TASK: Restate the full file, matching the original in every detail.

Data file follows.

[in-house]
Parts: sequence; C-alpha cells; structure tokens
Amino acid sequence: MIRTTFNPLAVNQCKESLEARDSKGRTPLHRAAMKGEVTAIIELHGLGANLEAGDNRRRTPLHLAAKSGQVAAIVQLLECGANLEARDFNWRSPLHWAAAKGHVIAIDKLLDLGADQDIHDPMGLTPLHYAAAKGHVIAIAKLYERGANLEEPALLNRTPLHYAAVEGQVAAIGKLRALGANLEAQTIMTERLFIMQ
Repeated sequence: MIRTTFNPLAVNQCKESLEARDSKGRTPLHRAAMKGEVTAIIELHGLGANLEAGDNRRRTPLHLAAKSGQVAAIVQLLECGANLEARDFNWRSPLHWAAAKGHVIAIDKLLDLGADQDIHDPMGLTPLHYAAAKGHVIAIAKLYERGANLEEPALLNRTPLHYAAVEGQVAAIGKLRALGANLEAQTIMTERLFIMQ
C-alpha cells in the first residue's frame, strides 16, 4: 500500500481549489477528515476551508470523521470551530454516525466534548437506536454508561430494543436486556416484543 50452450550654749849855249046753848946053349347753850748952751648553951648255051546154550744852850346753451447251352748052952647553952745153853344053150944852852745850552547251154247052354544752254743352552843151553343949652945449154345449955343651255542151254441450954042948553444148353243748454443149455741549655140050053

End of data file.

[in-house]
Parts: sequence; C-alpha cells; structure tokens
Amino acid sequence: MIRTTFNPLAVNQCKESLEARDSKGRTPLHRAAMKGEVTAIIELHGLGANLEAGDNRRRTPLHLAAKSGQVAAIVQLLECGANLEARDFNWRSPLHWAAAKGHVIAIDKLLDLGADQDIHDPMGLTPLHYAAAKGHVIAIAKLYERGANLEEPALLNRTPLHYAAVEGQVAAIGKLRALGANLEAQTIMTERLFIMQ
Repeated sequence: MIRTTFNPLAVNQCKESLEARDSKGRTPLHRAAMKGEVTAIIELHGLGANLEAGDNRRRTPLHLAAKSGQVAAIVQLLECGANLEARDFNWRSPLHWAAAKGHVIAIDKLLDLGADQDIHDPMGLTPLHYAAAKGHVIAIAKLYERGANLEEPALLNRTPLHYAAVEGQVAAIGKLRALGANLEAQTIMTERLFIMQ
C-alpha cells in the first residue's frame, strides 16, 4: 500500500481549489477528515476551508470523521470551530454516525466534548437506536454508561430494543436486556416484543 50452450550654749849855249046753848946053349347753850748952751648553951648255051546154550744852850346753451447251352748052952647553952745153853344053150944852852745850552547251154247052354544752254743352552843151553343949652945449154345449955343651255542151254441450954042948553444148353243748454443149455741549655140050053